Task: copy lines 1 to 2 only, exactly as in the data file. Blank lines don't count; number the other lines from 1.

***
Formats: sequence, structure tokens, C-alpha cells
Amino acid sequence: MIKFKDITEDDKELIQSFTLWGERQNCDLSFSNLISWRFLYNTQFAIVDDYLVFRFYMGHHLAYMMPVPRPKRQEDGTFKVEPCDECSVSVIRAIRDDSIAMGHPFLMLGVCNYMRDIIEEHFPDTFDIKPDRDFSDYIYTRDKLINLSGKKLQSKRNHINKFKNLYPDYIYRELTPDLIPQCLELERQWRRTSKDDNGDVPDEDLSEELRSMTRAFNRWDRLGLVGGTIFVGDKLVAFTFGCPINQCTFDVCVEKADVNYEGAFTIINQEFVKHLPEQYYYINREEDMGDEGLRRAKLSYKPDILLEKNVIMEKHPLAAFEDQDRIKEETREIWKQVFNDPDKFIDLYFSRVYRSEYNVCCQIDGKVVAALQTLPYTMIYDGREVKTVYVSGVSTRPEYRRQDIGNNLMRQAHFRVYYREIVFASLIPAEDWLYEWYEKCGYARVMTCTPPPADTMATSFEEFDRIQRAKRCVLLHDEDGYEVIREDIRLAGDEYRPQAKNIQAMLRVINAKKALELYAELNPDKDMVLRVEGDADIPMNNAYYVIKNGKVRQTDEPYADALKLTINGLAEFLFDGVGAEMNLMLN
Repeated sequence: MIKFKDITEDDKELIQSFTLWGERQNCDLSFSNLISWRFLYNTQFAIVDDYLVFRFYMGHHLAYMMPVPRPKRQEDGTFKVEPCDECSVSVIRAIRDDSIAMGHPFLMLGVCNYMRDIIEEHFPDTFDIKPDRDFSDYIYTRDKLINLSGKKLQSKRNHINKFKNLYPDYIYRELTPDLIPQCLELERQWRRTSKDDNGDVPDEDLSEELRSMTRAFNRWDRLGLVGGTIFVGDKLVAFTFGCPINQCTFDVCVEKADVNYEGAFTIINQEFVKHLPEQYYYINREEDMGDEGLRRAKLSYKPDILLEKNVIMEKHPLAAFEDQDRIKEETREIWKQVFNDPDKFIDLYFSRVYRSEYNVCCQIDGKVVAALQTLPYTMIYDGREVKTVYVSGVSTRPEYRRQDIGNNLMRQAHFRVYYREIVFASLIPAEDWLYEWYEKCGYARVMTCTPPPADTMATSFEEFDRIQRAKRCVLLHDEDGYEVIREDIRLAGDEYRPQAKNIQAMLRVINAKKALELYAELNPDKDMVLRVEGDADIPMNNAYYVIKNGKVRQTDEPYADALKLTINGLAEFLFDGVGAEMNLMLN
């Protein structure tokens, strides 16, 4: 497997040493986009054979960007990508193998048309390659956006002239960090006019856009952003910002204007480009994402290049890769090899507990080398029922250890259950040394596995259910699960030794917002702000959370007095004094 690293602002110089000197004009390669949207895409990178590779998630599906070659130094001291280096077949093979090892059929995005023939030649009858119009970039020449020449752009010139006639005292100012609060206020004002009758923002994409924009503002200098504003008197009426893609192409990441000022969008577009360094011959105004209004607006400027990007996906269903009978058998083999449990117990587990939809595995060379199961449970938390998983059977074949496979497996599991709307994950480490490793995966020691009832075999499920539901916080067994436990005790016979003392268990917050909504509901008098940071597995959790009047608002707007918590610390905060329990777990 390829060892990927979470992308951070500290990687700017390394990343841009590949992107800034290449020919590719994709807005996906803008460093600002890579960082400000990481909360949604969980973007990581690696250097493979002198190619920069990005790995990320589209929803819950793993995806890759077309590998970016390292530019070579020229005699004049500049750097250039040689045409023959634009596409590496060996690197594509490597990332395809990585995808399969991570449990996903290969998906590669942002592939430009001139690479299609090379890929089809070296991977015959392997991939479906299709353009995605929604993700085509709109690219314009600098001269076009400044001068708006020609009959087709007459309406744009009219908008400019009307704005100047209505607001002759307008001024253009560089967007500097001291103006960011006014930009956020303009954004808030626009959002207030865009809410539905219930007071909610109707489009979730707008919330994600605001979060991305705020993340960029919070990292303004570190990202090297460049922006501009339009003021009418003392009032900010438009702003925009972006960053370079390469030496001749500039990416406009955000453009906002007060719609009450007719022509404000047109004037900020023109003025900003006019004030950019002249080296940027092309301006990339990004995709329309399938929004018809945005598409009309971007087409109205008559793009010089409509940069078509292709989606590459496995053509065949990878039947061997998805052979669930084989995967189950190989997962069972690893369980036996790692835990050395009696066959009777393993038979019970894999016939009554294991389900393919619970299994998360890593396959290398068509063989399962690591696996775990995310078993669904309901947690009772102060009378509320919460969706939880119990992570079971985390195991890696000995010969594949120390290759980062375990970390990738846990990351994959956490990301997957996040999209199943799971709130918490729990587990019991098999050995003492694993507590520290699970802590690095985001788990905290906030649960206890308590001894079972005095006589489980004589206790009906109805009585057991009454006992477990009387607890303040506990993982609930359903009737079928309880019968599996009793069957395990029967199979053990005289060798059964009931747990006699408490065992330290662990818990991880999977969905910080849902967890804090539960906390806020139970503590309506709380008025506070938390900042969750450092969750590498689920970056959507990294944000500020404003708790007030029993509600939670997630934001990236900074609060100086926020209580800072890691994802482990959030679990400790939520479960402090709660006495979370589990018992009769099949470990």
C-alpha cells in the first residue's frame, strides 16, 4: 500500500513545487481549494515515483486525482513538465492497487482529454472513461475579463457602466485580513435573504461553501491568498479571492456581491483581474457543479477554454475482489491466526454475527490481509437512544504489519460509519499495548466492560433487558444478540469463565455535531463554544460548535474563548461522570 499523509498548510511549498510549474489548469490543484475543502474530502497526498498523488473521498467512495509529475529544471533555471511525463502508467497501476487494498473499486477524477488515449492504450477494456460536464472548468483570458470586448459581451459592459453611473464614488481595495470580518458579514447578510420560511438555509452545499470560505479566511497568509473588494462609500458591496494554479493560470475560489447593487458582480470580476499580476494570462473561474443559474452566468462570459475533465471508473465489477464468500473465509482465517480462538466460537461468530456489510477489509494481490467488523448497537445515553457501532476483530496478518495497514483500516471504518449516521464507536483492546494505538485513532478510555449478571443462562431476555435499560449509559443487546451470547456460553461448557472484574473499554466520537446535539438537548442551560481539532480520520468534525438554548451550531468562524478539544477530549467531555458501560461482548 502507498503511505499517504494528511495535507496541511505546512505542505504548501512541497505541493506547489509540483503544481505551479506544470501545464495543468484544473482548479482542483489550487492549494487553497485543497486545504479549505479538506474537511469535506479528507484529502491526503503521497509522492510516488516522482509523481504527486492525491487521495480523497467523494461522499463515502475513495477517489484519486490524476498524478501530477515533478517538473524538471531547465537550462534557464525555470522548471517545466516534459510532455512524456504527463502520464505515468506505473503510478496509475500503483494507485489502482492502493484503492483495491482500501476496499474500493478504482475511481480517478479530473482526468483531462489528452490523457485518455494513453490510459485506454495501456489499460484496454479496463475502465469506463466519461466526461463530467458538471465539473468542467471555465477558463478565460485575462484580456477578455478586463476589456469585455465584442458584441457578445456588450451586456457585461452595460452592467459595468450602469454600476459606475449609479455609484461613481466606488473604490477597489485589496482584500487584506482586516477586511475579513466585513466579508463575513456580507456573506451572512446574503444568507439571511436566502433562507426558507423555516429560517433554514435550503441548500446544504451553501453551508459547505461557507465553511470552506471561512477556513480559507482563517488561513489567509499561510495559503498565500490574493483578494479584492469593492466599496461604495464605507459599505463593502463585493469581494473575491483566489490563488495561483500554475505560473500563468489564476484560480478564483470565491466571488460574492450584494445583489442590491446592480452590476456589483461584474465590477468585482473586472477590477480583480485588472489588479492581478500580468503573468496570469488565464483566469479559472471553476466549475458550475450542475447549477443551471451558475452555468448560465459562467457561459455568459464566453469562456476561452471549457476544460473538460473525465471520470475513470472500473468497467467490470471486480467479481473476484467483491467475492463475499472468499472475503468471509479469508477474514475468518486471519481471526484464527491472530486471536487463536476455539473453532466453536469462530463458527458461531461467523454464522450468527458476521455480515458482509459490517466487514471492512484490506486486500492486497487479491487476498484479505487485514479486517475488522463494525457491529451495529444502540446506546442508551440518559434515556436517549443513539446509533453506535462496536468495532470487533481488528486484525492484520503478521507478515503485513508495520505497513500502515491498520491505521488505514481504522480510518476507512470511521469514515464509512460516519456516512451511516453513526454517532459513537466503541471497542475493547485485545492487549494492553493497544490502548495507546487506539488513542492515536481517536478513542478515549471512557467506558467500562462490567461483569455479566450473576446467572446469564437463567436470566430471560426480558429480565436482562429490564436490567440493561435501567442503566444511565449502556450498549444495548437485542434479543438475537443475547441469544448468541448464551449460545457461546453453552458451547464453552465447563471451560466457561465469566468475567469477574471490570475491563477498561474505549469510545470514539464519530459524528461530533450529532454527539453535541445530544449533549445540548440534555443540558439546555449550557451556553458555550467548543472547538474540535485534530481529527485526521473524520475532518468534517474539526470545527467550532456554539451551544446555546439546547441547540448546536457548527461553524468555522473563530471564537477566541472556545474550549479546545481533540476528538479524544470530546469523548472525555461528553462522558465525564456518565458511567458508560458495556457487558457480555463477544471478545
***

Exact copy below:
Formats: sequence, structure tokens, C-alpha cells
Amino acid sequence: MIKFKDITEDDKELIQSFTLWGERQNCDLSFSNLISWRFLYNTQFAIVDDYLVFRFYMGHHLAYMMPVPRPKRQEDGTFKVEPCDECSVSVIRAIRDDSIAMGHPFLMLGVCNYMRDIIEEHFPDTFDIKPDRDFSDYIYTRDKLINLSGKKLQSKRNHINKFKNLYPDYIYRELTPDLIPQCLELERQWRRTSKDDNGDVPDEDLSEELRSMTRAFNRWDRLGLVGGTIFVGDKLVAFTFGCPINQCTFDVCVEKADVNYEGAFTIINQEFVKHLPEQYYYINREEDMGDEGLRRAKLSYKPDILLEKNVIMEKHPLAAFEDQDRIKEETREIWKQVFNDPDKFIDLYFSRVYRSEYNVCCQIDGKVVAALQTLPYTMIYDGREVKTVYVSGVSTRPEYRRQDIGNNLMRQAHFRVYYREIVFASLIPAEDWLYEWYEKCGYARVMTCTPPPADTMATSFEEFDRIQRAKRCVLLHDEDGYEVIREDIRLAGDEYRPQAKNIQAMLRVINAKKALELYAELNPDKDMVLRVEGDADIPMNNAYYVIKNGKVRQTDEPYADALKLTINGLAEFLFDGVGAEMNLMLN